Background: De novo anti-pig antibodies are associated with acute humoral xenograft rejection. We explored the relative efficacy of CD40/CD154-pathway blockade versus CD28/B7-pathway blockade in the prevention of de novo anti-pig IgG antibodies in xenograft recipients.
Methods: After α1,3-galactosyltransferase gene-knockout pig artery patch xenotransplantation, recipient baboons received no immunosuppression (IS; n=3), or anti-CD154mAb-based (n=5) or CTLA4-Ig-based (n=5) IS. CD4+ T-cell and CD20+ B-cell numbers in blood were determined. Serum anti-pig IgG antibodies and serum soluble (s)CD154 levels were measured. In lymph nodes, germinal center formation was examined and numbers of proliferating cells were evaluated by Ki-67 staining.
Results: After transplantation, with no IS, CD4+ T-cell and CD20+ B-cell numbers were increased, but were reduced by IS.
In lymph nodes, with no IS, there was enhanced germinal center formation, which was significantly reduced by anti-CD154mAb-based (P<0.01) or CTLA4-Ig-based (P<0.01) IS. With no IS, there was strong expression of Ki-67-positive cells in lymph nodes, indicating extensive cellular proliferation. Ki-67-positive cells were significantly reduced by anti-CD154mAb-based (P<0.05) but not by CTLA4-Ig-based IS. High mean levels of sCD154 were detected with no IS (3324 pg/mL), in comparison to naive control baboons (214 pg/mL). With anti-CD154mAb-based IS, sCD154 was reduced to less than 1 pg/mL and with CTLA4-Ig-based IS to 65 pg/mL. There was significant positive correlation between sCD154 and anti-pig IgG levels (P<0.01).
Conclusions: In xenograft recipients, anti-CD154mAb may reduce class-switching of anti-pig antibodies by binding both T-cell surface CD154 and circulating sCD154, thus preventing subsequent stimulation of B cells and activation of lymphoid follicles in secondary lymphoid tissues.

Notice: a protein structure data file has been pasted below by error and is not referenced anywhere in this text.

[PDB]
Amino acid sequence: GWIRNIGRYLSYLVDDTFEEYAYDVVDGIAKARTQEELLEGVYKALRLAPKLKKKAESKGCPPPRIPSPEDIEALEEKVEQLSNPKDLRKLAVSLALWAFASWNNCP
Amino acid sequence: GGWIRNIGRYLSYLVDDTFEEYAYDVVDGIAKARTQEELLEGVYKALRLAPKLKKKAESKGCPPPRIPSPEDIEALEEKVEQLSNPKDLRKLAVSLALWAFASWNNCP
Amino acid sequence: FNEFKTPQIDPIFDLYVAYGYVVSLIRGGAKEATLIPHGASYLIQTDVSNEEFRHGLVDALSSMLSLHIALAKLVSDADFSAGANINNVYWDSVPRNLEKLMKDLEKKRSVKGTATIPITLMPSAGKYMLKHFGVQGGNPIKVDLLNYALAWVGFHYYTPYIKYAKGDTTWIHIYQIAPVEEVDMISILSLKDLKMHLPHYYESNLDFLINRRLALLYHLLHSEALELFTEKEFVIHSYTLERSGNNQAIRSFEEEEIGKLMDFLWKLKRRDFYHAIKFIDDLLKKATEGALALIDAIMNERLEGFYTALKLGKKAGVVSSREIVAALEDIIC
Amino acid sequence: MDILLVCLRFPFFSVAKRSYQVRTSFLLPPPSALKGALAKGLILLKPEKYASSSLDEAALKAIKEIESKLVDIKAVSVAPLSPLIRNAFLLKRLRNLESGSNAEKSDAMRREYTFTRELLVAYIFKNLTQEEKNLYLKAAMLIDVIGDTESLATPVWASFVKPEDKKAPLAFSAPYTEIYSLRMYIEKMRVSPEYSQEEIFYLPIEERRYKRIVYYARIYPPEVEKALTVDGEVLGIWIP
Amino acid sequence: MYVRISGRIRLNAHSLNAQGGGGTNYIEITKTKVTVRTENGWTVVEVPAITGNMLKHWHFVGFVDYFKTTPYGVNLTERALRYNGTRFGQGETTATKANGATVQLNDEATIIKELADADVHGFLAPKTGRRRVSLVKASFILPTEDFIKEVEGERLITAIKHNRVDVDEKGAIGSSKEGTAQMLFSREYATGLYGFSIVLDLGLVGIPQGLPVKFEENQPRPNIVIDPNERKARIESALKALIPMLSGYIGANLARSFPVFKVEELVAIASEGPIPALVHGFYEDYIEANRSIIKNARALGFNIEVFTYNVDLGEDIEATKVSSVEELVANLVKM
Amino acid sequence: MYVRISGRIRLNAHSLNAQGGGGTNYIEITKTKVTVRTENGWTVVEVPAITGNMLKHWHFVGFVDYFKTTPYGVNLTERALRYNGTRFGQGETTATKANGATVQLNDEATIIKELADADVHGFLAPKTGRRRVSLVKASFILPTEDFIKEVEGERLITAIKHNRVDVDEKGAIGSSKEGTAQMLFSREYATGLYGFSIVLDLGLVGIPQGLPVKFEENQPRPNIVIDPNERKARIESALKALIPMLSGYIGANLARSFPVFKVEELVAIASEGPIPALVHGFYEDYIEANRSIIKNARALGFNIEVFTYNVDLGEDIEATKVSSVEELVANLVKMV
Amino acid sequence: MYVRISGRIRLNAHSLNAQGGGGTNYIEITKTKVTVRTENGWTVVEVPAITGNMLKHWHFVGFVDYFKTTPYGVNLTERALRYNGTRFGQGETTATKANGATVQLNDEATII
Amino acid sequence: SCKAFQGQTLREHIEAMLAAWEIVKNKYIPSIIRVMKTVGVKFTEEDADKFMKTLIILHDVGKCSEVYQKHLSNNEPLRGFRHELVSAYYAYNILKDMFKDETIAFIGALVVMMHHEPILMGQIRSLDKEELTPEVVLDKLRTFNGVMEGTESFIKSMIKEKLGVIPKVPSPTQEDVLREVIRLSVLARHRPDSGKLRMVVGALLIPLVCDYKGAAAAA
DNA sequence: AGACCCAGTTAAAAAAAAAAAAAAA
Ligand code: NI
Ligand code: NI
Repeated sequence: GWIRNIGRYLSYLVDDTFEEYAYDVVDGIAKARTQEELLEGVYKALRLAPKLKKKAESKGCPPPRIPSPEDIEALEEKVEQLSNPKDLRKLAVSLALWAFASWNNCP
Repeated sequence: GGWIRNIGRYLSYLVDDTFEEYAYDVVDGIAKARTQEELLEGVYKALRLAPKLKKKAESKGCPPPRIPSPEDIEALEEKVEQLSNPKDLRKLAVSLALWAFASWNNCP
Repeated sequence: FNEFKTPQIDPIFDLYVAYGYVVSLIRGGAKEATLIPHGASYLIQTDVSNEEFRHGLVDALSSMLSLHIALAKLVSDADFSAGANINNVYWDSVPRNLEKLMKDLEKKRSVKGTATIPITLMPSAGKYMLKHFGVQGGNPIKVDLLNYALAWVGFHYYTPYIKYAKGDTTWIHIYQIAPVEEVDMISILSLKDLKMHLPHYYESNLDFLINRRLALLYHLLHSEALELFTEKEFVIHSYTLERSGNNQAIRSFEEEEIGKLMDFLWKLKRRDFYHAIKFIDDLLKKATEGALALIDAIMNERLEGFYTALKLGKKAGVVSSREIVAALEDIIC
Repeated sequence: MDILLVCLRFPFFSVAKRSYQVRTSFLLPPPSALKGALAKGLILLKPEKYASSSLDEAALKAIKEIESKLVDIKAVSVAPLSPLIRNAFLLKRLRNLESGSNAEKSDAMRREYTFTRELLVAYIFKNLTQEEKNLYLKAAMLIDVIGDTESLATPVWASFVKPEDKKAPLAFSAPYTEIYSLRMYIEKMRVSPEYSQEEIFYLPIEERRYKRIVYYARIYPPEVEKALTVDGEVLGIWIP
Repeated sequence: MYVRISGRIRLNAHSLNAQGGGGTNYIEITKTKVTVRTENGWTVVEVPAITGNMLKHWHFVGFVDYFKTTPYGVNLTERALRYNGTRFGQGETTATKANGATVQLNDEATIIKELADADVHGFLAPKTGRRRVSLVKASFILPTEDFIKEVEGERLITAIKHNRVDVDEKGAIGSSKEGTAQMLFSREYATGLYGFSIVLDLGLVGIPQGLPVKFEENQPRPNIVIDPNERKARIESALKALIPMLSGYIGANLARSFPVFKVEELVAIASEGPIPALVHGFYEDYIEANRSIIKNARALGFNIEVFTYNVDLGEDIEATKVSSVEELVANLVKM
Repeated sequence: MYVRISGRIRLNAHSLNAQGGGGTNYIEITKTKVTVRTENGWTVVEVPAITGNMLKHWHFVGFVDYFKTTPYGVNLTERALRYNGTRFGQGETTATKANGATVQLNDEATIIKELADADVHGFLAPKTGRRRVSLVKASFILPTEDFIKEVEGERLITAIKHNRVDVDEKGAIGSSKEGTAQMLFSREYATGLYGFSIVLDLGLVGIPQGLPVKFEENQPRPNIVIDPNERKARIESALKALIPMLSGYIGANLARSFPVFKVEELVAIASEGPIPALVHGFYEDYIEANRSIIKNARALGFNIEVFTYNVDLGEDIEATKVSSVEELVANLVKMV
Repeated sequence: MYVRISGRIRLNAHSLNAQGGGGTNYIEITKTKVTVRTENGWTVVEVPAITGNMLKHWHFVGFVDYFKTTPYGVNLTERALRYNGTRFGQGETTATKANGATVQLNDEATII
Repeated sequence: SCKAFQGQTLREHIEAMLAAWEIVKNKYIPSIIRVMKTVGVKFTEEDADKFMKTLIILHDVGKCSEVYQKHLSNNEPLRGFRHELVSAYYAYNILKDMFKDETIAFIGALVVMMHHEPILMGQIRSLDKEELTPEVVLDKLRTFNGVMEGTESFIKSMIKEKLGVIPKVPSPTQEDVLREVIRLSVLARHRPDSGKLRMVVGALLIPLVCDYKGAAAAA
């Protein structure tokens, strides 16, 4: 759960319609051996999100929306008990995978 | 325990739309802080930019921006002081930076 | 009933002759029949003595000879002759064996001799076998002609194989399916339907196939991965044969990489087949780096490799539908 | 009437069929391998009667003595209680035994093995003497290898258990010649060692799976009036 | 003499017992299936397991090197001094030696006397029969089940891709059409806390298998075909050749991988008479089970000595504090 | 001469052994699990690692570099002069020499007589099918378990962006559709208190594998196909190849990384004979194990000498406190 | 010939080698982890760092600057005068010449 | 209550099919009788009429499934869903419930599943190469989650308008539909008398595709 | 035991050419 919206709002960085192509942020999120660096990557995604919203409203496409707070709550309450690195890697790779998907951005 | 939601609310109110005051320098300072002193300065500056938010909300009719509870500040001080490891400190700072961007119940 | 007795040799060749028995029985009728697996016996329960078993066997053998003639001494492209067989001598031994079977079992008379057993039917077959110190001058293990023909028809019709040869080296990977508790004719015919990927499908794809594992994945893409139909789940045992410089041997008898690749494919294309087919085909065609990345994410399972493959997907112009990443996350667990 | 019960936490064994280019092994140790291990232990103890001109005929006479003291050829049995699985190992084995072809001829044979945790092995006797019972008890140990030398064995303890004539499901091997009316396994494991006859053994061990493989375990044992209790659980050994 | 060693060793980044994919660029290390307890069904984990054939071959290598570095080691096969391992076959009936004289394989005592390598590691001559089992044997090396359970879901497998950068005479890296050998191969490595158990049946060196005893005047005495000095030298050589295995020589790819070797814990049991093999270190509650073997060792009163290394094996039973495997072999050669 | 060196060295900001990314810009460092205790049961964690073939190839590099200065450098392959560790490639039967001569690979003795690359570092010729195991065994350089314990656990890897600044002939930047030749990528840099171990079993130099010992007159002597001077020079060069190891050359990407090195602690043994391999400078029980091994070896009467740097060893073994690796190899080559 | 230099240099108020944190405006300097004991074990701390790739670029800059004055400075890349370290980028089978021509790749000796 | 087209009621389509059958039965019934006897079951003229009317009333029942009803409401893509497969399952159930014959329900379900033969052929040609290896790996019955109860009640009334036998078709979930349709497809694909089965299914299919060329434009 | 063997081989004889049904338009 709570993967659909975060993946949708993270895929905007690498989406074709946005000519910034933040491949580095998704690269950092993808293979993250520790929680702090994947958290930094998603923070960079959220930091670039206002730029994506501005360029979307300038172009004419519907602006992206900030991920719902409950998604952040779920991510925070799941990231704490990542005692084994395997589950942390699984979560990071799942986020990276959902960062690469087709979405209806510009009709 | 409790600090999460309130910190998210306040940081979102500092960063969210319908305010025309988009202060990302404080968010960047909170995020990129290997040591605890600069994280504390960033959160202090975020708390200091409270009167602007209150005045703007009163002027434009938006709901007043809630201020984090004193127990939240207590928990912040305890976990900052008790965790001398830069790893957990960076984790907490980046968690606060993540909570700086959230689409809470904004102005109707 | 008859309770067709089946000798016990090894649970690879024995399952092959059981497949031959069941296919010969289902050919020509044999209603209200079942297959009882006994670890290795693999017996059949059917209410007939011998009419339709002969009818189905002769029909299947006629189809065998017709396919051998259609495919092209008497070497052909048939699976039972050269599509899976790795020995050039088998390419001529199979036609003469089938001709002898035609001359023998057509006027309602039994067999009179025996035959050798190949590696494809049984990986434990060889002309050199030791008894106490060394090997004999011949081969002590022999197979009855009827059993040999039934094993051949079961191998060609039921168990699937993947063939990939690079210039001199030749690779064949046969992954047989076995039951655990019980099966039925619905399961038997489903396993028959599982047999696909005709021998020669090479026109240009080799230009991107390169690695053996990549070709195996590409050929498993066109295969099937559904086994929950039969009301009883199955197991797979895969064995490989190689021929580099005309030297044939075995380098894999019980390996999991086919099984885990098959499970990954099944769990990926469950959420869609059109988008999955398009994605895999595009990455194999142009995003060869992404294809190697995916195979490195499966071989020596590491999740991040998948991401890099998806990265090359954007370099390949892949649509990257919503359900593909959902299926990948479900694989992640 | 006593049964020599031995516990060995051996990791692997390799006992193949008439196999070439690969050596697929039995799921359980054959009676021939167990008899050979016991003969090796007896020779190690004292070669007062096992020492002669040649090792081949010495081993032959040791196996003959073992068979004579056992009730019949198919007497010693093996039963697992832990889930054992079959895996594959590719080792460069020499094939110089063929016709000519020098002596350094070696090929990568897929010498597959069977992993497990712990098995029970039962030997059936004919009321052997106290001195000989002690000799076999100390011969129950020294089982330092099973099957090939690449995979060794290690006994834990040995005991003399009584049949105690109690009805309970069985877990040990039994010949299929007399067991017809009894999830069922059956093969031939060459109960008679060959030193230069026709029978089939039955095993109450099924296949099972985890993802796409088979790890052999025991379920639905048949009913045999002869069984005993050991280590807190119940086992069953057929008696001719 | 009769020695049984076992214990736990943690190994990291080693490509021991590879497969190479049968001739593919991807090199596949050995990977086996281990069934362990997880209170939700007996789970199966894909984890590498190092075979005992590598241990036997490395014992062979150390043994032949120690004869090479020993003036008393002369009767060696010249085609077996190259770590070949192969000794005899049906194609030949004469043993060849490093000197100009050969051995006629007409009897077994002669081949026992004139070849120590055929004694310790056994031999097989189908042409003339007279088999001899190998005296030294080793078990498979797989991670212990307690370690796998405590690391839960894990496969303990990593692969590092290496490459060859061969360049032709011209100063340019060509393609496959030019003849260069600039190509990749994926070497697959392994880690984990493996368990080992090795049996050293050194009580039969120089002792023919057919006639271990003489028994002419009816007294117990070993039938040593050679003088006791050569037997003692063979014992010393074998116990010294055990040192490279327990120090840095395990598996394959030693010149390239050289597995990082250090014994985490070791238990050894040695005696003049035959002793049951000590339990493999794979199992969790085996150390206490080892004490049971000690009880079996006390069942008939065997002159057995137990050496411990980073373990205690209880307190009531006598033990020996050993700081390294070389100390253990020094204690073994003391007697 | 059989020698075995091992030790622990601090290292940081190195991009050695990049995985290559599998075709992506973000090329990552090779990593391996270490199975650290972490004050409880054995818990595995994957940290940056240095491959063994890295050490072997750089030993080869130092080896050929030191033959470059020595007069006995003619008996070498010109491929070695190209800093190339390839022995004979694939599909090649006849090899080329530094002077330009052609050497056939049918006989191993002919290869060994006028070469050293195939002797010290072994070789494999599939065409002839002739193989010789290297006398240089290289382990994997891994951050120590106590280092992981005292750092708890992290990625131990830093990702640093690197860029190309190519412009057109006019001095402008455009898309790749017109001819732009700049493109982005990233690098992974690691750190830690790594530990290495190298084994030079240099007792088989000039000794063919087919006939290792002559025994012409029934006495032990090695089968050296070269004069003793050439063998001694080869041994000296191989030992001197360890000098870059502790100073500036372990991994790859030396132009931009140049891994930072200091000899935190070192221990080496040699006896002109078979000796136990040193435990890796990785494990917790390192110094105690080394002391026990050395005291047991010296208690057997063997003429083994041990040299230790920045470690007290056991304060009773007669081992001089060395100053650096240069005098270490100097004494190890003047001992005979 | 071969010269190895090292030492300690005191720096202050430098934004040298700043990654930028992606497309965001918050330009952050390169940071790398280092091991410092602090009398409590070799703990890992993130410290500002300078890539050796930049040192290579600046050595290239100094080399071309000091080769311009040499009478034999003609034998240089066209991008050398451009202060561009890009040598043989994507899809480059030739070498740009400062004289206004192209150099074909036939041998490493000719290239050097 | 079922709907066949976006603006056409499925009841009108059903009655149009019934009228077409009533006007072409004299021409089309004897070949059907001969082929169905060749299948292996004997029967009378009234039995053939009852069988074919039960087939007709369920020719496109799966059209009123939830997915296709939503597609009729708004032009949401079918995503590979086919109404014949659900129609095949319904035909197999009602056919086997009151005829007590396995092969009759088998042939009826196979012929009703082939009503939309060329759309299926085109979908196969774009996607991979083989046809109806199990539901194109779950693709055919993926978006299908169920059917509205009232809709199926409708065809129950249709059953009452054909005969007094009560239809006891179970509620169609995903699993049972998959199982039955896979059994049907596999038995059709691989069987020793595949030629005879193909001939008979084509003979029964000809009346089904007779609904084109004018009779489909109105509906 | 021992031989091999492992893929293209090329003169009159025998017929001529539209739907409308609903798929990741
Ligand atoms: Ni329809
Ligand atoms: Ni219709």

1 Thomas E. Starzl Transplantation Institute, Department of Surgery, University of Pittsburgh, Pittsburgh, PA.
2 Department of Surgery, Transplantation and Advanced Technologies, Vascular Surgery and Organ Transplant Unit, University Hospital of Catania, Catania, Italy.
3 Department of Immunology, University of Pittsburgh, Pittsburgh, PA.
4 Revivicor, Blacksburg, VA.
5 Address correspondence to: Mohamed B. Ezzelarab, M.D., Thomas E. Starzl Transplantation Institute, University of Pittsburgh Medical Center, Starzl Biomedical Science Tower, E1551, 200 Lothrop Street, Pittsburgh, PA 15261, USA.
M.B.E. is a recipient of a Joseph A. Patrick Research Fellowship in Transplantation from the Thomas E. Starzl Transplantation Institute. B.E. is a recipient of NIH NIAID T32 AI 074490 Training Grant. Work in our laboratories is supported in part by NIH grants #U01 AI068642, #R21 A1074844, #U19 A1090959, P01 HL107152, and by Sponsored Research Agreements between the University of Pittsburgh and Revivicor, Inc.
D.A. is an employee of Revivicor, Inc., Blacksburg, VA. The other authors declare no conflicts of interest.
M.B.E. and D.K.C. participated in designing the study, performing the research, analyzing the data, and initiating the original draft of the article. K.I. participated in analyzing the data. B.E. and H.I. participated in performing the research. All authors contributed to the interpretation of the data and revising the draft to produce the final format of the article.
Supplemental digital content (SDC) is available for this article. Direct URL citations appear in the printed text, and links to the digital files are provided in the HTML text of this article on the journal’s Web site (www.transplantjournal.com).
Received 12 August 2013. Revision requested 3 September 2013.
Accepted 28 November 2013.
Accepted January 31, 2014